then,

Thus all these boasted ancient doctrines are in fact of late date, either having arisen from the principles of heathen philosophy, or having been started and extended in the course of controversy, one false position making another necessary for its support ;

and

and an air of awful and deep mystery has been no Imall recommendation of them to many of the more ignorant.

· The doctrine of the trinity, having been one of the earliest corruptions of christianity, will probably be one of the last to be completely cradicated. But the time, I trust, is fast-approaching, when, by means of the zeal of truly enlightened and good men in this great cause, this fundamental error, which gives such great and just cause of offence to jews and mahometans, will be removed, and all that has been built upon it will fall to the ground.

'The CONCLUSION. My christian brethren, if the reading of this address give rise to any doubts or scruples in your minds, with respect to some doctrines which you have been used to consider as true and fundamental in the christian religion, inquire farther; and if you he fatisfied that you have hitherto been mistaken, dare to avow the truth, and act consistently with it. Dread the consequences of joining with an enlightened mind, in the idolatrous worship of any creature, though enjoined by any human authority; remembering the words of Christ, Thou shalt worn ship the Lord thy God, and him only shalt thou serve. Matt. iv. 10. and also that awful voice from heaven respecting all antichristian corruptions of the gospel in mystical Babylon; Come out of her, my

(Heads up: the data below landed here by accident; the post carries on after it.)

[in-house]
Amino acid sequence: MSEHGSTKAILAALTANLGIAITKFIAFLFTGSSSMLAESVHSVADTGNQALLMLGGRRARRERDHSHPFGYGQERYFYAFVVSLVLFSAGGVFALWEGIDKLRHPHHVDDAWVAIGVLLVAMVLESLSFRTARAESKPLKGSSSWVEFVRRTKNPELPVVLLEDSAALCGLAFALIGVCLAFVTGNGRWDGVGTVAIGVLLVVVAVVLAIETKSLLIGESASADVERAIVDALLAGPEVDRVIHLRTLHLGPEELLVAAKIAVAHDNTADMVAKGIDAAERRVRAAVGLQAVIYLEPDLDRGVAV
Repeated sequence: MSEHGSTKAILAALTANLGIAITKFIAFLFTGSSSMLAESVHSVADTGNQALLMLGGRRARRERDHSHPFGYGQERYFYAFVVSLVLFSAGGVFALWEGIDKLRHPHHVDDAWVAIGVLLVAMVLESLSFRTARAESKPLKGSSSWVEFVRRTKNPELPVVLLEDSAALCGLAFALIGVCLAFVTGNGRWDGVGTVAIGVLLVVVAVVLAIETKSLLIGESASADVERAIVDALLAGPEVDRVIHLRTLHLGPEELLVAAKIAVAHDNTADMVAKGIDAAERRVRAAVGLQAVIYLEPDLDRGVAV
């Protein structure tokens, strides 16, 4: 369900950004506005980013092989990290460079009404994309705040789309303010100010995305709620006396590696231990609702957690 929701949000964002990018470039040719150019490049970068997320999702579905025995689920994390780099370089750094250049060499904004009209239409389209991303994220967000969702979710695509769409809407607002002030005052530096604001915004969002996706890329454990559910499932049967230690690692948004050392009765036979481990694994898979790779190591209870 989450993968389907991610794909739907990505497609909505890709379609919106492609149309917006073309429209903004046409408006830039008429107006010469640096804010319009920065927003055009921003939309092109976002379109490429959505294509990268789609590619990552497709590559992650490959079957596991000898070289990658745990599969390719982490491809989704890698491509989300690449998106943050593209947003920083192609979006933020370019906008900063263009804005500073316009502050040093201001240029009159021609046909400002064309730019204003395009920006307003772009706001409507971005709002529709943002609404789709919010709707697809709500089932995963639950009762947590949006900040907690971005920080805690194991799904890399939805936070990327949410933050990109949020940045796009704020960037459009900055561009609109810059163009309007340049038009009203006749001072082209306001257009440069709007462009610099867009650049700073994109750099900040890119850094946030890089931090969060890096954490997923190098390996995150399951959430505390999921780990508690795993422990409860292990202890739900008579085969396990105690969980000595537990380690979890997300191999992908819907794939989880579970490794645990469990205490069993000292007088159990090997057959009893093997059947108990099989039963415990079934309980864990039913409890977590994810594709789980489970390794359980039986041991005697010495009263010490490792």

people,

people, that ye be not partakers of her sins, and that je' receive not of her plagues. Rev. xviii. 4.

Think not to avail yourselves of the wretched equivocation of many divines, who imagine that they may fafely ascribe all divine honours 10 Jesus Christ, on account of his union with the Father, when they believe no more of his proper divinity than professed arians or focinians. By this artifice they secure the reputation of orthodoxy ; but let them consider the value of the purchase, and the price they give for it. To mere worldly confiderations, to the praise of men, or filthy lucre, they facrifice that integrity, for the loss of which worlds cannot compensate.

The publisher of these tracts does not conceal his name through the fear of any thing that men can Say of him, or do to him, but merely to give what he has written a better chance of being read without prejudice. What he has done is out of a fincere good-will and compassion to the multitude, who believe they know not what, or why, and what is of more consequence, who know not what spirit they are of ; but instead of speaking the truth in love, mistake bitterness and rancour for a zeal for God and his truth, and also for the sake of a better fort.

of people, who are unhappily drawn into the same ..delufions.

* Considering the deference which the common people always pay to the judgment of men of learn.